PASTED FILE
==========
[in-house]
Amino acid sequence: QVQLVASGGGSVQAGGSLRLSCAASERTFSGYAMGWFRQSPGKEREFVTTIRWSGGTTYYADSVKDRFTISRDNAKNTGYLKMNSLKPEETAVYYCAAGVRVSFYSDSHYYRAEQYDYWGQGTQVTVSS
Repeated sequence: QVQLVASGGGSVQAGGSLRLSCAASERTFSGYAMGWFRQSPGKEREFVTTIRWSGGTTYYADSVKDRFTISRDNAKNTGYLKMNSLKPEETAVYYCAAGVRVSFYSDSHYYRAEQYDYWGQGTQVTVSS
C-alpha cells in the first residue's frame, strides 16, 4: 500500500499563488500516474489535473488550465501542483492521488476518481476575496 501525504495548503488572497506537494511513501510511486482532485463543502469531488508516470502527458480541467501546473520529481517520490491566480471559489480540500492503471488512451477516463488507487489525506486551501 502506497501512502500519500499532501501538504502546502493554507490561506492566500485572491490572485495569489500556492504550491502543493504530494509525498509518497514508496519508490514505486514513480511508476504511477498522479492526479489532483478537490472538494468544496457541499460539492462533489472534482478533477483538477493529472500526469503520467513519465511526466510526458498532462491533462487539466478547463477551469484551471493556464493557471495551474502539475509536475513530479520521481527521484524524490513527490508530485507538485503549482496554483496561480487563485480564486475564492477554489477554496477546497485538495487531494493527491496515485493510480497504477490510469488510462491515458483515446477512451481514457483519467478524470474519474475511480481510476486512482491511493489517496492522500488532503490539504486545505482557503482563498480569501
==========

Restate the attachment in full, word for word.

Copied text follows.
[in-house]
Amino acid sequence: QVQLVASGGGSVQAGGSLRLSCAASERTFSGYAMGWFRQSPGKEREFVTTIRWSGGTTYYADSVKDRFTISRDNAKNTGYLKMNSLKPEETAVYYCAAGVRVSFYSDSHYYRAEQYDYWGQGTQVTVSS
Repeated sequence: QVQLVASGGGSVQAGGSLRLSCAASERTFSGYAMGWFRQSPGKEREFVTTIRWSGGTTYYADSVKDRFTISRDNAKNTGYLKMNSLKPEETAVYYCAAGVRVSFYSDSHYYRAEQYDYWGQGTQVTVSS
C-alpha cells in the first residue's frame, strides 16, 4: 500500500499563488500516474489535473488550465501542483492521488476518481476575496 501525504495548503488572497506537494511513501510511486482532485463543502469531488508516470502527458480541467501546473520529481517520490491566480471559489480540500492503471488512451477516463488507487489525506486551501 502506497501512502500519500499532501501538504502546502493554507490561506492566500485572491490572485495569489500556492504550491502543493504530494509525498509518497514508496519508490514505486514513480511508476504511477498522479492526479489532483478537490472538494468544496457541499460539492462533489472534482478533477483538477493529472500526469503520467513519465511526466510526458498532462491533462487539466478547463477551469484551471493556464493557471495551474502539475509536475513530479520521481527521484524524490513527490508530485507538485503549482496554483496561480487563485480564486475564492477554489477554496477546497485538495487531494493527491496515485493510480497504477490510469488510462491515458483515446477512451481514457483519467478524470474519474475511480481510476486512482491511493489517496492522500488532503490539504486545505482557503482563498480569501